Day two of our Irish golfing sojourn saw us head to Donegal Golf Club in Murvagh. The sun was shining although the clouds always seem to be lurking nearby. Donegal is another typical links course and although the fairways seemed wider than Narin & Portnoo we both managed to find ourselves in the rough quite regularly. Finding golf balls in that stuff proved very difficult so a replenishment of golf ball stocks at the 9 hole mark was required.
It was remarkably warm, humid in fact. We came across these two old guys who were sweating away. One of them says you better stock up on drinking water – there’s a heatwave, its coming off the Sahara Dessert! These conditions are unheard of here. We were laughing away thinking although it was warm this was no heatwave! The lady in the pro shop also mentioned the heatwave.
We stopped off in Donegal town for lunch on the way home and had a look at the local paper. Low and behold if it doesn’t have an article on the heatwave – apparently the temperatures are going to be on a par with Madrid! Is this the effect of global warming or is it because the SUNGRL is in the house! I may need personal protection if the locals get wind that it is in fact the magical workings of the SUNGRL : )
Donegal Golf Club was founded in 1959 when the first golf course and clubhouse were built at Tullycullion on the edge of Donegal Town. The land for the course was granted to the club by the Temple family, owners of Magee & Co.
In the early 70’s some far-sighted members identified the links land of the Murvagh Penninsula as being more than suitable for a golf course. The land was leased from the Department of Lands and Ireland ’s leading golf course designer at the time, Eddie Hackett, was hired to design an 18-hole championship course. The course and new clubhouse were officially opened in 1976.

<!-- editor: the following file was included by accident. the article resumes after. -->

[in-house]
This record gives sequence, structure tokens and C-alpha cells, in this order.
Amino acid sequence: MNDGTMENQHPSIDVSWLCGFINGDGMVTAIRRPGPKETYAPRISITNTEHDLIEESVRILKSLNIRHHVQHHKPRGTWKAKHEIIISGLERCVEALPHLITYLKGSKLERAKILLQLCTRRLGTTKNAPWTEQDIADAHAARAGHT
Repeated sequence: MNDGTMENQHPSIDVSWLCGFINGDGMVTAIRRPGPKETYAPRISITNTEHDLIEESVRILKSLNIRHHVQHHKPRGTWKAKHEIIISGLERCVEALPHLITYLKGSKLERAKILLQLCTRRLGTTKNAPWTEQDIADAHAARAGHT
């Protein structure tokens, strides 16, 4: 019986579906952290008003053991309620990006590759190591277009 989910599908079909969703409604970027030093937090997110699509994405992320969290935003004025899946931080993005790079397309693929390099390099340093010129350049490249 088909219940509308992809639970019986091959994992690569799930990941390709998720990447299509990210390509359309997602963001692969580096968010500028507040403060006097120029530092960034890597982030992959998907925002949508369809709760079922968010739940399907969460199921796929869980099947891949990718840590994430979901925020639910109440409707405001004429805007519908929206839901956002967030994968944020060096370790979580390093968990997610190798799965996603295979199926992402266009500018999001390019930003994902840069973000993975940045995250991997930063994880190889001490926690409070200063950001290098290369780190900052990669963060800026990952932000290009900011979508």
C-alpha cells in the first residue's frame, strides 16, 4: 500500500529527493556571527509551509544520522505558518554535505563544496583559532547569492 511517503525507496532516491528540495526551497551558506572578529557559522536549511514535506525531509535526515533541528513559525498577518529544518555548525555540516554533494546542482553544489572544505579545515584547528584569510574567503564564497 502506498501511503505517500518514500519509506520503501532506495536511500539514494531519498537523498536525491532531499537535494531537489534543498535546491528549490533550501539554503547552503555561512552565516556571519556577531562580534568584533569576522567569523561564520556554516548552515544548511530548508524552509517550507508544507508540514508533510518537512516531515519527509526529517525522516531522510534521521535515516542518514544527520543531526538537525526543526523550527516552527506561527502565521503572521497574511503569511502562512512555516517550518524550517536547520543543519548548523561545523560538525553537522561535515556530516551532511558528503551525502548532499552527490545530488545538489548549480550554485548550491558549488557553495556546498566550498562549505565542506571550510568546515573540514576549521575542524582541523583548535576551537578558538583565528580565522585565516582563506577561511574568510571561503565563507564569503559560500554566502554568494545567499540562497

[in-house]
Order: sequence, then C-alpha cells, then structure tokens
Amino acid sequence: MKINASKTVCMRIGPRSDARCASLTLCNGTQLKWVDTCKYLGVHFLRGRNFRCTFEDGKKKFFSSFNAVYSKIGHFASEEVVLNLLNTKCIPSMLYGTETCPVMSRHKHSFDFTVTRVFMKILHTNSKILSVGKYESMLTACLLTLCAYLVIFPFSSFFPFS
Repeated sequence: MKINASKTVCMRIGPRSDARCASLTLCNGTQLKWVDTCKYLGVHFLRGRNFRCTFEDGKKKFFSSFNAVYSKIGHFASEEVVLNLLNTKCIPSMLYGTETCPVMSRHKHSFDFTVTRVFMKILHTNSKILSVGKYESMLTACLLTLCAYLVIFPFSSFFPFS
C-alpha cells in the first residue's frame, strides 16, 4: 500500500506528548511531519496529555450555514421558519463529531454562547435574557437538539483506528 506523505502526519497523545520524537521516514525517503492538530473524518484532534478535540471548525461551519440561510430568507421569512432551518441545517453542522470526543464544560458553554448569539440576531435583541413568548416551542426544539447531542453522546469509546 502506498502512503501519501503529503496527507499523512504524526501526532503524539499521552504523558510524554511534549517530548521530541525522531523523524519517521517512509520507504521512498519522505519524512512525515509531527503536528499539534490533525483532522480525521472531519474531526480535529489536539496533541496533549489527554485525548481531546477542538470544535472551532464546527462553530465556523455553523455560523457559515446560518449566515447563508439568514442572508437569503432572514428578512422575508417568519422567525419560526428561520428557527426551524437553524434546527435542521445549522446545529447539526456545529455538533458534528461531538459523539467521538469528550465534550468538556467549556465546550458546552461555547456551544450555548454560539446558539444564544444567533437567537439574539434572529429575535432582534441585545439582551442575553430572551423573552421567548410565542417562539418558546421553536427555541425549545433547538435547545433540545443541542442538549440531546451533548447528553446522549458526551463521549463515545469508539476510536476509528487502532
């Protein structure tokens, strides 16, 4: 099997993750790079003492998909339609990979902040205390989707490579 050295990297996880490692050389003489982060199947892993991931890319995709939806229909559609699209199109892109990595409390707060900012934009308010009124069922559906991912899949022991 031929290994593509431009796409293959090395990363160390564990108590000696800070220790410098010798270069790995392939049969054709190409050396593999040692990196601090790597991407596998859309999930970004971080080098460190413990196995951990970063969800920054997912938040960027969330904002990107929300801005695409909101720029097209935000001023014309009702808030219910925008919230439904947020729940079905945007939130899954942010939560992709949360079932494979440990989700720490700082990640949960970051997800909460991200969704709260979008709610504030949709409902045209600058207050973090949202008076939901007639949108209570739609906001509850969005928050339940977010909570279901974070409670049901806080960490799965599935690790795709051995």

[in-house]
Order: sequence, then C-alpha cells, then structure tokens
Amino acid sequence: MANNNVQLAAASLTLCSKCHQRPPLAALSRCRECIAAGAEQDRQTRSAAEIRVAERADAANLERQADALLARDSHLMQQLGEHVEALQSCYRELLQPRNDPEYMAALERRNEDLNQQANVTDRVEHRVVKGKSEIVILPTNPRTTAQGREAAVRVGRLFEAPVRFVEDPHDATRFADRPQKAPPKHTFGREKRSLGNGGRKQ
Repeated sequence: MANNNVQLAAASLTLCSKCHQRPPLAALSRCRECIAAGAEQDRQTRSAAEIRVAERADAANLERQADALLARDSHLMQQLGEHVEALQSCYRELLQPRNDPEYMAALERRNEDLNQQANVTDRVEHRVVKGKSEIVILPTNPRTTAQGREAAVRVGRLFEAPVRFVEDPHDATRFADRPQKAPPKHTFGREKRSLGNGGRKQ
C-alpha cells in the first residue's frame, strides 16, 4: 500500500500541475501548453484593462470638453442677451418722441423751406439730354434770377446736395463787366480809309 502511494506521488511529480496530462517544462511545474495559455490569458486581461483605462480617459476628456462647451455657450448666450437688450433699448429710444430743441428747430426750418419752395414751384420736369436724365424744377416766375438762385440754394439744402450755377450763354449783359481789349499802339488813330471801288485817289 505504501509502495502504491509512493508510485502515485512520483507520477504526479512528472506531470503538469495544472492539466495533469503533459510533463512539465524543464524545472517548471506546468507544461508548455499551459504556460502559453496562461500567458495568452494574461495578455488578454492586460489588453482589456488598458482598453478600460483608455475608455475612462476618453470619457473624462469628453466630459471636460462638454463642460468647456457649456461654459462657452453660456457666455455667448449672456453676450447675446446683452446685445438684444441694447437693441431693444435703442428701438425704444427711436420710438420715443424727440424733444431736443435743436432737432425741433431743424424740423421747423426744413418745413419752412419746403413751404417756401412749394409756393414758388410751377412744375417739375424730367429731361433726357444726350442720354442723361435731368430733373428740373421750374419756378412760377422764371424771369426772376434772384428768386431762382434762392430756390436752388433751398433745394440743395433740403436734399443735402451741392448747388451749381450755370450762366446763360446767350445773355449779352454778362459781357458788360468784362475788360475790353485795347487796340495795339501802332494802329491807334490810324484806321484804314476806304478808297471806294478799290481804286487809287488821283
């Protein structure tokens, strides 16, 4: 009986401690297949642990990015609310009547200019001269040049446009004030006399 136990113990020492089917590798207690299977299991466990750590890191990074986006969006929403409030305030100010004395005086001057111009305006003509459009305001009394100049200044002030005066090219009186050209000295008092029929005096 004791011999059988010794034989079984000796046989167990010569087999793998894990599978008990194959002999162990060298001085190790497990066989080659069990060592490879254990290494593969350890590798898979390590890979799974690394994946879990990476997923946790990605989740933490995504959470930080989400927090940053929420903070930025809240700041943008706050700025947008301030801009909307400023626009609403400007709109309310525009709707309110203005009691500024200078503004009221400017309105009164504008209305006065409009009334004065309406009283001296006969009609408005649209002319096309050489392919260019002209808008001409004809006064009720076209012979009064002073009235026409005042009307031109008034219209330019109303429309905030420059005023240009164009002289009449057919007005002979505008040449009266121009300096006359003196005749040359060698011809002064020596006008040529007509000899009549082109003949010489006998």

Since then, the course has undergone quite a bit of remodeling. Most of these changes have been carried out under the direction of Pat Ruddy, another famous Irish golf course designer.
In 1997, the original clubhouse was demolished to make way for the current, modern building, which was officially opened in 1998.
Donegal Golf Club was the venue for the Irish Ladies Close Championship in 1979, and again in 2003. In 2004, the Club hosted the Men’s Irish Close Championship; the winner was Brian McElhinney, the 2004 European Amateur Champion, who came out on top of a strong field that included Rory McIlroy, then 14 years old and playing in his first Irish Close Championship. For those of you who follow golf you will know that Rory McIlroy just won the British Open last weekend.
The Ulster Senior’s Amateur Championship was played on the course in 2010. It was won by Garth McGimpsey, former Walker Cup Captain, who is probably Ireland’s most famous recent Amateur.